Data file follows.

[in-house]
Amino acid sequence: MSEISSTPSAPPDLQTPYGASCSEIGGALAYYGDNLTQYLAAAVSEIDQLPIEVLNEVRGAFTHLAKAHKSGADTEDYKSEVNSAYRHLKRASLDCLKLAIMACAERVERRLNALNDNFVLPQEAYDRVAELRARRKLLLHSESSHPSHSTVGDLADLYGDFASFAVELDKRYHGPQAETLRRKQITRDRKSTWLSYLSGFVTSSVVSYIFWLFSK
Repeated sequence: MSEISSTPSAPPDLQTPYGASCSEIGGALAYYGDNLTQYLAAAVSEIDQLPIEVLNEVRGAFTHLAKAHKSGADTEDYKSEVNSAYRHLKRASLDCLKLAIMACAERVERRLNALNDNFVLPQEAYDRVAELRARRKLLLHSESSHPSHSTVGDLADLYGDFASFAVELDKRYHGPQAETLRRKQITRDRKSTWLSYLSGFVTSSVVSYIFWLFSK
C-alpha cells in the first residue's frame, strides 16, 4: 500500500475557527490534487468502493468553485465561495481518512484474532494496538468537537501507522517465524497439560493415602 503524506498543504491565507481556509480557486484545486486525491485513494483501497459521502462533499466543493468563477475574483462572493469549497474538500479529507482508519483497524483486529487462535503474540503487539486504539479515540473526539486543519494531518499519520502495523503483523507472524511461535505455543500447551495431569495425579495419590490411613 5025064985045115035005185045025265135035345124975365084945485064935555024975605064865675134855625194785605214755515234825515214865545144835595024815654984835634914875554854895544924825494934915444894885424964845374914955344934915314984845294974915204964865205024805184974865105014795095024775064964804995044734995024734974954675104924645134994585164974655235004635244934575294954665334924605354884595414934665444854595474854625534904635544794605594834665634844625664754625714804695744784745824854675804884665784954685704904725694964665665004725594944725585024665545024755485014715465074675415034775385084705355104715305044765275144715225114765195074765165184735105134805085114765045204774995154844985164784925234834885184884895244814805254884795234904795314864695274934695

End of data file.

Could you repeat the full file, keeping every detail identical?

[in-house]
Amino acid sequence: MSEISSTPSAPPDLQTPYGASCSEIGGALAYYGDNLTQYLAAAVSEIDQLPIEVLNEVRGAFTHLAKAHKSGADTEDYKSEVNSAYRHLKRASLDCLKLAIMACAERVERRLNALNDNFVLPQEAYDRVAELRARRKLLLHSESSHPSHSTVGDLADLYGDFASFAVELDKRYHGPQAETLRRKQITRDRKSTWLSYLSGFVTSSVVSYIFWLFSK
Repeated sequence: MSEISSTPSAPPDLQTPYGASCSEIGGALAYYGDNLTQYLAAAVSEIDQLPIEVLNEVRGAFTHLAKAHKSGADTEDYKSEVNSAYRHLKRASLDCLKLAIMACAERVERRLNALNDNFVLPQEAYDRVAELRARRKLLLHSESSHPSHSTVGDLADLYGDFASFAVELDKRYHGPQAETLRRKQITRDRKSTWLSYLSGFVTSSVVSYIFWLFSK
C-alpha cells in the first residue's frame, strides 16, 4: 500500500475557527490534487468502493468553485465561495481518512484474532494496538468537537501507522517465524497439560493415602 503524506498543504491565507481556509480557486484545486486525491485513494483501497459521502462533499466543493468563477475574483462572493469549497474538500479529507482508519483497524483486529487462535503474540503487539486504539479515540473526539486543519494531518499519520502495523503483523507472524511461535505455543500447551495431569495425579495419590490411613 5025064985045115035005185045025265135035345124975365084945485064935555024975605064865675134855625194785605214755515234825515214865545144835595024815654984835634914875554854895544924825494934915444894885424964845374914955344934915314984845294974915204964865205024805184974865105014795095024775064964804995044734995024734974954675104924645134994585164974655235004635244934575294954665334924605354884595414934665444854595474854625534904635544794605594834665634844625664754625714804695744784745824854675804884665784954685704904725694964665665004725594944725585024665545024755485014715465074675415034775385084705355104715305044765275144715225114765195074765165184735105134805085114765045204774995154844985164784925234834885184884895244814805254884795234904795314864695274934695